Burgundy Lion gets OQLF warning over TripAdvisor sticker on front window
Owner forgot sticker size of beer coaster was there when he got OQLF's letter
A British-style pub in Little Burgundy has received a letter from Quebec's language watchdog about some troubling English signage on its front window.
However, the problem the Office québécoise de la langue française (OQLF) has with the Pub Burgundy Lion isn't its name.
It's a sticker the size of a beer coaster that says the bar was reviewed by the website TripAdvisor.
"I'll be honest with you. When I got the letter, I couldn't remember putting [the sticker] up. I actually had to go outside and find the sticker," Toby Lyle, co-owner of the Burgundy Lion, told Montreal's Daybreak.
French stickers exist, OQLF says
Lyle said the letter he received is vague, saying only that he contravened a law and that future action may be taken.
A spokesman for the OQLF said the letter is only for information purposes, and there are no penalties involved. The agency's goal, Jean-Pierre Le Blanc said, is to let business owners know that French-language versions of such promotional stickers exist.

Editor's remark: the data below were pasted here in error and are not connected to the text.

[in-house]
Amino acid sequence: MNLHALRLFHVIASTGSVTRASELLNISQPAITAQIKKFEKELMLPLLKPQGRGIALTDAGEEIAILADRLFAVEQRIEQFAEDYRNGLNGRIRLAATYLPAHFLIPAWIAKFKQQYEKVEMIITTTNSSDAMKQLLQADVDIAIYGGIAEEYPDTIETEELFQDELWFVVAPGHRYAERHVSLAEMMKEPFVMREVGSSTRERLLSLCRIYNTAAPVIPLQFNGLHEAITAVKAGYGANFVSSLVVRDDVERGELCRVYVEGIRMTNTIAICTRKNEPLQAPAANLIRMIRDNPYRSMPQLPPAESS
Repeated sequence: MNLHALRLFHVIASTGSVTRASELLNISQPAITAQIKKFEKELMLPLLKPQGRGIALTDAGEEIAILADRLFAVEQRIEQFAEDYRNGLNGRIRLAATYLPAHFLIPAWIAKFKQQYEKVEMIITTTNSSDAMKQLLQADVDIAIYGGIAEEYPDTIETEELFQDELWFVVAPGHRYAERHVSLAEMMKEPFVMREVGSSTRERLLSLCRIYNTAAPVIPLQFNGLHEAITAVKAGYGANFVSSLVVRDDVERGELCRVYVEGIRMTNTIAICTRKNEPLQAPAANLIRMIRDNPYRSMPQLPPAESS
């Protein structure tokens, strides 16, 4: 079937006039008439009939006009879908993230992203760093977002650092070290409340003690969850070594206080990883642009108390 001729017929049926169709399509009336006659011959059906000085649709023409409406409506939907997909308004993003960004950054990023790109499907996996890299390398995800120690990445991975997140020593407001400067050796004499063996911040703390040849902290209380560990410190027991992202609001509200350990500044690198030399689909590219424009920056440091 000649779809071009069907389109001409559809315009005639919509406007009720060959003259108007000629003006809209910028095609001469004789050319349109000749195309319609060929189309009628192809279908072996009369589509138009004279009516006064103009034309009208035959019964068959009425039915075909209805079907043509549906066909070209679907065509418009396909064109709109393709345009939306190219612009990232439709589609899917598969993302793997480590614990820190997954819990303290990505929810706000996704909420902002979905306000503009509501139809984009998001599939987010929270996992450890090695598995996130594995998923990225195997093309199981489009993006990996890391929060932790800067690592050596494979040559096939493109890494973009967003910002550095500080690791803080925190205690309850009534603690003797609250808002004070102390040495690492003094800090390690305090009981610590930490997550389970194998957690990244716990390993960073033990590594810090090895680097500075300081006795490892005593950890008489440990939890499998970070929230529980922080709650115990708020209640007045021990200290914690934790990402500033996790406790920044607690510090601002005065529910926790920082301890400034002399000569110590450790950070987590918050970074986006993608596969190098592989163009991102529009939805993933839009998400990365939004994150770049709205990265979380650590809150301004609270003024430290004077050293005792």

"This is one of about 300 to 400 letters we sent this month to businesses," said Le Blanc. "It's not an investigation. It's not a complaint. It's an incentive."
Le Blanc said the OQLF contacts the companies that produce the stickers to see if they make French versions. TripAdvisor offers its stickers in nearly 30 languages.
Lyle said said he's going to leave the sticker in place.
"We're proud of it. TripAdvisor is an international website," Lyle said.
Other controversial interventions by the OQLF
- An Italian restaurant was ordered to change certain words on its menu to French, including "pasta." The story, dubbed Pastagate, made international news, compelling the OQLF to review its policies.
- Last holiday season ,the OQLF urged merchants to stop using the term "Boxing Day" and adopt "soldes de l'Après-Noël."
- Board game shop Chez Geeks received three notices over carrying English-only games, even though French versions don't exist.
- Bar and barbershop Blue Dog Motel received a letter demanding it change its name, but it was cleared after it added the general descriptor "bar barbier" to the front.
- A clothing store in Chelsea, Que. was ordered to change its Facebook page to French, but the OQLF later softened its stance.